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01. Concepts and Principles

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    The Gravitational Analogy

    In introducing the concept of the electric field, I tried to illustrate it by drawing an analogy with the gravitational field, (pic). This analogy can be extended to electric force and gravitational force.

    From mechanics, the relationship for the gravitational force on an object is:



    • m is the mass of the particle of interest,
    • and (pic) is the net gravitational field at the location of the particle of interest. (This field was typically approximated as that of the earth, but should actually be the field created by all of the massive particles in the universe, other than the particle of interest.)

    Mass is the property that allows particles to create gravitational fields and it is also the property that allow thems to interact with other particles' gravitational fields. This interaction is termed the gravitational force.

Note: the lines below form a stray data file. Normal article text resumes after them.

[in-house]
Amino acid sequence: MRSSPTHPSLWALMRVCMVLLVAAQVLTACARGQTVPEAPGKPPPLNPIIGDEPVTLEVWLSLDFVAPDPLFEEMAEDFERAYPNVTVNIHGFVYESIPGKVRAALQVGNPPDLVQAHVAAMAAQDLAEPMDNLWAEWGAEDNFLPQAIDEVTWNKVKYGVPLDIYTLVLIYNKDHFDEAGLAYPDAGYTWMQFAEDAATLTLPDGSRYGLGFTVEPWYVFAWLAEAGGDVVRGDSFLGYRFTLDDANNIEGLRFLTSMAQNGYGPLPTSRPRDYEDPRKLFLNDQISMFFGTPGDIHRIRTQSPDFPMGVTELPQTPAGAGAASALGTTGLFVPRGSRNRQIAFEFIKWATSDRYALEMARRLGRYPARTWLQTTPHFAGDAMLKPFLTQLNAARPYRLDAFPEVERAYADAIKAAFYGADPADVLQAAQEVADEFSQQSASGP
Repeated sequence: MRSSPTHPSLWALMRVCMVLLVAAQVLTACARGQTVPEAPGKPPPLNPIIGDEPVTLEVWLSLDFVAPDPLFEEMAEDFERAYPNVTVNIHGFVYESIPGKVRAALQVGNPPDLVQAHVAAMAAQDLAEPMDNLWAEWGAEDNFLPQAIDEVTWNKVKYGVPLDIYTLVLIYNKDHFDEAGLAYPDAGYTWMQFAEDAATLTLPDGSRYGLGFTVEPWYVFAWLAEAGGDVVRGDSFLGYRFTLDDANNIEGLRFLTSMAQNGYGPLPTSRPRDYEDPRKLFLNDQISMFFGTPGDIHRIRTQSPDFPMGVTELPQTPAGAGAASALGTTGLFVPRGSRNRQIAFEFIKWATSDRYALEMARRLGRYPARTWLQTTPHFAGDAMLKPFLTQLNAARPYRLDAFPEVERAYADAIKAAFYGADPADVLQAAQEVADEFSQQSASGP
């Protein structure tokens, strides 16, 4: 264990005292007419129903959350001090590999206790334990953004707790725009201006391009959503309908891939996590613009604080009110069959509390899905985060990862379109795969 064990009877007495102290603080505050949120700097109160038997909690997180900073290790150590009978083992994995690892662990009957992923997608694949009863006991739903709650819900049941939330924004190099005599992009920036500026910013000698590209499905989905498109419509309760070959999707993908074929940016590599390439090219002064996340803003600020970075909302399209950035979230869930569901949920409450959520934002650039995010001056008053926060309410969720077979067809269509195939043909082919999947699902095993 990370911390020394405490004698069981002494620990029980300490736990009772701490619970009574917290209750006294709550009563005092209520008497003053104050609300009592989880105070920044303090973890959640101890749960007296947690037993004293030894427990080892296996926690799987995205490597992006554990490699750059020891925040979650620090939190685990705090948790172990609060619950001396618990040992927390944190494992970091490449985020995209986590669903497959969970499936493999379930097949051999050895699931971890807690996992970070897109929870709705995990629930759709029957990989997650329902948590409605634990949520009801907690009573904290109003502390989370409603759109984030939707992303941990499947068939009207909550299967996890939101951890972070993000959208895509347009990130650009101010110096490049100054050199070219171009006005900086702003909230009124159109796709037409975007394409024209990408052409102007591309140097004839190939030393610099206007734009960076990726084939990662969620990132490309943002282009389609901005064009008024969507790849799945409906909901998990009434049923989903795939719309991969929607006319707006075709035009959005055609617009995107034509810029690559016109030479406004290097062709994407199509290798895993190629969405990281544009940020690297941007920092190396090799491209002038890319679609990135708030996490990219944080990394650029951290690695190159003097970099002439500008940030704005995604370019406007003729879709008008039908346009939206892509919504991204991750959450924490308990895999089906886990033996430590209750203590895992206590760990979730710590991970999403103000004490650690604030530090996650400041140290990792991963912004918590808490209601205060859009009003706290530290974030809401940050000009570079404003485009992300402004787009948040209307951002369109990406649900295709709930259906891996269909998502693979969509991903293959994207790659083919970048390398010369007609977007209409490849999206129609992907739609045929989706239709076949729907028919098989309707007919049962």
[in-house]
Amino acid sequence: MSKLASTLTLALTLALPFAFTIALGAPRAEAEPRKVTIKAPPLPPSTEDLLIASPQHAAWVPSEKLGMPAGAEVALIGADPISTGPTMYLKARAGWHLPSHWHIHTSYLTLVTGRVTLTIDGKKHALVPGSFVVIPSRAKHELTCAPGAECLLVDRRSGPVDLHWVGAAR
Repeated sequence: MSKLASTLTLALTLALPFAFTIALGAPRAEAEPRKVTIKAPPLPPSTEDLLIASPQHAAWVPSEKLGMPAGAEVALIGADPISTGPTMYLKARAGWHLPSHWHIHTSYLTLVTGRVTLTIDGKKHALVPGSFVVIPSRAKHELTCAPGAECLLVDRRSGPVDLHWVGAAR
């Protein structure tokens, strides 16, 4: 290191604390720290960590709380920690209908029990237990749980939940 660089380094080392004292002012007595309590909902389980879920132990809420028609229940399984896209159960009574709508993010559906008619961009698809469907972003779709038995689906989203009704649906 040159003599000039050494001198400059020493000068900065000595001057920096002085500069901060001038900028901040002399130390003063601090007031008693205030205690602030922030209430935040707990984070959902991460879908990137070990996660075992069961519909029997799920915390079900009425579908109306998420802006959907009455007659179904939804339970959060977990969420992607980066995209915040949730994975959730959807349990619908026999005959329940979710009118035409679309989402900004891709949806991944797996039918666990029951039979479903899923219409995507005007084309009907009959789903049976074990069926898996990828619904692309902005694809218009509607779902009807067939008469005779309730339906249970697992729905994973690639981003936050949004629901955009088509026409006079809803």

Wouldn't it be great if charge played the same role with regard to the electric field? Well, it is great! The electric force on a particle is given by the relation,



    • q is the charge on the particle of interest,
    • and (pic) is the net electric field at the location of the particle of interest (created by all of the other charged particles in the universe).

    All charged particles create electric fields, but this is only half of the story. All charged particles also interact with other particles' electric fields. This interaction is termed the electric force.

    Paul D’Alessandris (Monroe Community College)

    This page titled 01. Concepts and Principles is shared under a CC BY-NC-SA license and was authored, remixed, and/or curated by Paul D'Alessandris.

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